Over at Engadget, Ben Gilbert notes that Amazon isn’t trying to create a console with its svelte new Fire TV. Indeed, despite long-running proclamations by the Xbox team about how much non-gaming applications account for the console’s usage , roughly 80 percent of a console’s value proposition comes down to its gaming. The remainder down to entertainment, mostly broadband video. Why? Because it’s silly to pay $400 for a box that can deliver the same (or less) broadband content than an Apple TV or Roku that costs a quarter of the price or less.
The Fire TV, of course, hits that lower price, but with more impressive specs, and Amazon is putting that extra horsepower to work on games. Indeed, the Fire TV controller is a separate purchase, which helps the retailer create a higher-value microconsole proposition than entrants such as the crowddfunded OUYA (now retreating from hardware) and GameStick. But the real advantage to the positioning is that Amazon gets to mitigate its risk in the unproven territory of casual gaming TV boxes, a frontier that Roku had set out to conquer with the otherwise successful Roku 3. That said, Amazon has assets here that Roku never had and continues to lack.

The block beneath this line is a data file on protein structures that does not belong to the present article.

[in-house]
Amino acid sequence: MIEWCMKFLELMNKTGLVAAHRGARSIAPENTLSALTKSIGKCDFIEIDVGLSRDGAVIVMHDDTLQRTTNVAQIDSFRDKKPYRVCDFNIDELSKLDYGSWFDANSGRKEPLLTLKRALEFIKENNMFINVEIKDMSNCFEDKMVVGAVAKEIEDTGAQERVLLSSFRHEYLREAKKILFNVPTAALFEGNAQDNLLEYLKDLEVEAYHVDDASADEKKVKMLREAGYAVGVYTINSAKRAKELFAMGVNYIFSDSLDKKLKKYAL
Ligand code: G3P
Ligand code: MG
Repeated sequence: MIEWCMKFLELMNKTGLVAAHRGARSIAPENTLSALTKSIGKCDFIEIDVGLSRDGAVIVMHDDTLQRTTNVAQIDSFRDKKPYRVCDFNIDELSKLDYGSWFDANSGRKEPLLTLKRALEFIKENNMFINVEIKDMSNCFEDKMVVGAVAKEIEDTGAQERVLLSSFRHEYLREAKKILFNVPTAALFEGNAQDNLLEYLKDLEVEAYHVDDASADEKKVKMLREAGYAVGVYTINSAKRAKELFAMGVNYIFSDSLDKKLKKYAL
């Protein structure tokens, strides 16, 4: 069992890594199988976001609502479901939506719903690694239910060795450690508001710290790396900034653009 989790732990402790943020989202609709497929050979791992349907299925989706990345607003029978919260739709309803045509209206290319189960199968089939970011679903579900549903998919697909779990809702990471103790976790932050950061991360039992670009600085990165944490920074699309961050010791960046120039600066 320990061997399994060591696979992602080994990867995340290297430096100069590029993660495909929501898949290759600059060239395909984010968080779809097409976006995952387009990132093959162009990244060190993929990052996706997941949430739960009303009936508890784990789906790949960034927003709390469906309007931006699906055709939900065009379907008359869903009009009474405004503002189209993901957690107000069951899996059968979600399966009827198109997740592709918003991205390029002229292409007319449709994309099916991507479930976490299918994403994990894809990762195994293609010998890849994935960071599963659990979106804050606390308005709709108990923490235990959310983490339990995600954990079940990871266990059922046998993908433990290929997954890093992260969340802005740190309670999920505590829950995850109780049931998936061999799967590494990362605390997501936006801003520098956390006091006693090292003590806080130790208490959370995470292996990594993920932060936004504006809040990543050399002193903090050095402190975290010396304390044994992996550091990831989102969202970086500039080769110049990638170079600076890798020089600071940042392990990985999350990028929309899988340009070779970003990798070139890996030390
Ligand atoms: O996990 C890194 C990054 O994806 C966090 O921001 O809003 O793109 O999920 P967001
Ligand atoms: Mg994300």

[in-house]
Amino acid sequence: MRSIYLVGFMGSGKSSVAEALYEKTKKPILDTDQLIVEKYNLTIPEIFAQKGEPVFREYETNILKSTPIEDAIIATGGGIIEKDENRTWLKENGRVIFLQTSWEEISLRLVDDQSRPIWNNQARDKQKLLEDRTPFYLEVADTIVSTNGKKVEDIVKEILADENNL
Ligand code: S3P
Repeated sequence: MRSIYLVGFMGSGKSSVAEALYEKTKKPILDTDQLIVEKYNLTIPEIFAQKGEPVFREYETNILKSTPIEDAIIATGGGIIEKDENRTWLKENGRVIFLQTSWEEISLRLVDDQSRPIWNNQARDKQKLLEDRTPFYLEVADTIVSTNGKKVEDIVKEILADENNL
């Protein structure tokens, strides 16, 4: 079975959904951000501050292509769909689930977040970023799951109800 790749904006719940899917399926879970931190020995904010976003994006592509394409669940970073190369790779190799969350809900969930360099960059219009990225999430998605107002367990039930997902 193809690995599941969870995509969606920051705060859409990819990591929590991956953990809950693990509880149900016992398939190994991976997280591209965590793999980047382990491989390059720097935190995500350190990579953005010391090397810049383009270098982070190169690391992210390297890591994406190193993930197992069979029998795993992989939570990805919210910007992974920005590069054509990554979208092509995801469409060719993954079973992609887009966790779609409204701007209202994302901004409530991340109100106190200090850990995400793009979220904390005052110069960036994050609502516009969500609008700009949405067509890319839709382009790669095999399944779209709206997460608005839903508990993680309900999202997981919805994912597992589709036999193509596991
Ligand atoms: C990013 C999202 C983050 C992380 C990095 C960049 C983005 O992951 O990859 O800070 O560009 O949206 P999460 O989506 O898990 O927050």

No, the Fire TV is not a console. In fact, it turns the relative games-video value proposition of a console upside down.